Overview 

Coronavirus can be found in many species of animals including cats, dogs and horses. It causes different symptoms in each kind of animal and is not spread between different species. This means that an infected dog can spread the disease to another dog but cannot do so to cats or people. 

Dogs

In dogs, there are two different types of coronavirus. One causes digestive symptoms such as mild diarrhea and disinterest in eating and the other causes respiratory signs such as coughing or sneezing. Rarely they cause more severe signs and usually, when these do occur, something else must be going on that weakens the dog’s immune system. The digestive (gastrointestinal) form of the coronavirus is spread in dog’s feces while the respiratory form is aerosolized and inhaled when another dog coughs. Both forms will usually resolve on their own and do not get serious enough to require hospitalization.


Cats

In cats, the coronavirus may cause mild diarrhea but usually no symptoms at all. It is mostly a concern in areas where there is a large cat population that lives closely together such as in an animal shelter. It is spread through their feces and is best controlled by cleaning the litter box daily and disinfecting it weekly.


Horses

In horses, this virus is often called the “lying-down disease” because horses may look like they do not feel well but it is hard to tell why. They will demonstrate general symptoms such as diarrhea, not wanting to eat, acting lethargic and potentially a fever. In rare cases, the coronavirus can cause colic or neurologic signs. Occurrence of this disease is uncommon although incidences have been increasing over the past few years. Testing is important to differentiate this disease from others such as Potomac horse fever, clostridium and salmonella.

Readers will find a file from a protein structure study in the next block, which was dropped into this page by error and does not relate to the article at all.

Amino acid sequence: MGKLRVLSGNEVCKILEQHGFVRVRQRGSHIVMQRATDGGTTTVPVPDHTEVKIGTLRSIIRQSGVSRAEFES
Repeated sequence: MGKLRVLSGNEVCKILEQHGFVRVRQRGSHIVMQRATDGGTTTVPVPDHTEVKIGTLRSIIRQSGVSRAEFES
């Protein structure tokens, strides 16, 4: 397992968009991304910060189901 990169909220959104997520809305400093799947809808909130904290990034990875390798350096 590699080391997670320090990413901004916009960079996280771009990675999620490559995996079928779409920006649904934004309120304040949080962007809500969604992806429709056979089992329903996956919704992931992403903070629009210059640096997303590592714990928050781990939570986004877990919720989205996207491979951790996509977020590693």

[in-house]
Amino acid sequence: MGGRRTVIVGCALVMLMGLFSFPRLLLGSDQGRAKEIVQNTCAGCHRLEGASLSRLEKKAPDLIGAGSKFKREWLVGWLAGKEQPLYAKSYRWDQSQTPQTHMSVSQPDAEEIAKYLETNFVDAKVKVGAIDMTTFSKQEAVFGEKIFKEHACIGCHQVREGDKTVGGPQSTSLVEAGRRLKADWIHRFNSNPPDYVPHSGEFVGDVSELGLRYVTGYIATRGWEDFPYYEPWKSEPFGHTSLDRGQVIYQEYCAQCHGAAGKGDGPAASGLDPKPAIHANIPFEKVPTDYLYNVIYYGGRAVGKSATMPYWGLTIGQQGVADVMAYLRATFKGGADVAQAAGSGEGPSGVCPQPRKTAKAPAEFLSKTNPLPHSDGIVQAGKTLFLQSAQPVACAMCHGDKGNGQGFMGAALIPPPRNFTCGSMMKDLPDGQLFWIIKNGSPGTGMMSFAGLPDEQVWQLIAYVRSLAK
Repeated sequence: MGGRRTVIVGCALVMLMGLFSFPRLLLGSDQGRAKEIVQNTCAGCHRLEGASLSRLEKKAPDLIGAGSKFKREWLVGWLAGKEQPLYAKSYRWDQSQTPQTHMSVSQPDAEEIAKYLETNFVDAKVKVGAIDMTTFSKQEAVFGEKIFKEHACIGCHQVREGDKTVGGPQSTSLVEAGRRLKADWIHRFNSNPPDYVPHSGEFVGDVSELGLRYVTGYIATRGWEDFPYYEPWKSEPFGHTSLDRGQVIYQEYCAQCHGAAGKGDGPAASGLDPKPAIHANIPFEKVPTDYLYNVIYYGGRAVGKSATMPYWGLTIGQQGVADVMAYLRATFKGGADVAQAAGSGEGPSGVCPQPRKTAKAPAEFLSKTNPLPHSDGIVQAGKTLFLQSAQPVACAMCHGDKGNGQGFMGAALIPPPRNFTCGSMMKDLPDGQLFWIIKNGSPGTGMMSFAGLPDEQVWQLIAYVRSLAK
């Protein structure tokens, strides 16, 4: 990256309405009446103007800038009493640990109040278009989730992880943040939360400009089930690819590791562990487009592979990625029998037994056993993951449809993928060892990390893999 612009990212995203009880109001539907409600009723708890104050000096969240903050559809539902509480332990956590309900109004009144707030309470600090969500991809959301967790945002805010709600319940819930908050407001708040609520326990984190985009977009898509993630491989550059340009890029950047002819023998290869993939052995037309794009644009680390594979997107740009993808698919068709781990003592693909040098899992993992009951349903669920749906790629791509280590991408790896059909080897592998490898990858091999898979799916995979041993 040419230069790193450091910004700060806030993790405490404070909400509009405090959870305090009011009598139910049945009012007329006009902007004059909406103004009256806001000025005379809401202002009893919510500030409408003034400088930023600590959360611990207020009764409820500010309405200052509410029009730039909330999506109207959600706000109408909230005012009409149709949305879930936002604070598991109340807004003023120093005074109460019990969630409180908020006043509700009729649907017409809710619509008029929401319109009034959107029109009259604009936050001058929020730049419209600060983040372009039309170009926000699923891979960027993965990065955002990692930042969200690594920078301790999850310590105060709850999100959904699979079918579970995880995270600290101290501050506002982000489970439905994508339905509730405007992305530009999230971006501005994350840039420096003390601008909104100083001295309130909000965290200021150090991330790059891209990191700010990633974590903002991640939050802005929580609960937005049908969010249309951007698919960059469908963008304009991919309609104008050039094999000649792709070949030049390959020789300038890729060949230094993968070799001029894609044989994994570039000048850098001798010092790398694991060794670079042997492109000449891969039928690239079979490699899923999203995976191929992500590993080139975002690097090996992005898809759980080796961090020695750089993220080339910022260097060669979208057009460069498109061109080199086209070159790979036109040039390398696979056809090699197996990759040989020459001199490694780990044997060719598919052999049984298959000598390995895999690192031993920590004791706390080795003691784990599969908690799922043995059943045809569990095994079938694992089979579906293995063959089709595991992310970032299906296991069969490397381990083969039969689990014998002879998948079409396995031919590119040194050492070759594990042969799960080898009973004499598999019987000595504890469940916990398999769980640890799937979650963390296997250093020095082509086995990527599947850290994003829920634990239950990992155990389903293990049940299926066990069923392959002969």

Prevention

Generally, animals are not vaccinated against the coronavirus because the symptoms are usually so mild and resolve on their own. The best way to prevent this disease in any kind of animal is by maintaining a clean environment, isolating sick animals, and washing your own hands often before and after caring for animals. 

It has not been found that the coronavirus can be spread from pets to people or vice versa.

The CDC states about the 2019 novel coronavirus (2019-nCoV), “To date, CDC has not received any reports of pets or other animals becoming sick with COVID-19. At this time, there is no evidence that companion animals including pets can spread COVID-19.”

Despite this, it is always a good idea to wash your hands both before and after you interact with your pet. Pets can still spread germs that make people sick, even though they do not necessarily get infected, much like shoes or door handles can.


Did you know that in addition to dogs and cats, Dr Fosdick will see some pocket pets, including ferrets, Guinea pigs, hamsters, rats and mice?  She will also see poultry, pigs and goats!

We have enhanced our radiographic capabilities with the addition of digital radiography for both the small animal and equine patient. This allows for on the farm diagnosis, improved quality of films and the ability to take additional images if needed. Equine prepurchase exams are made easier with this technology.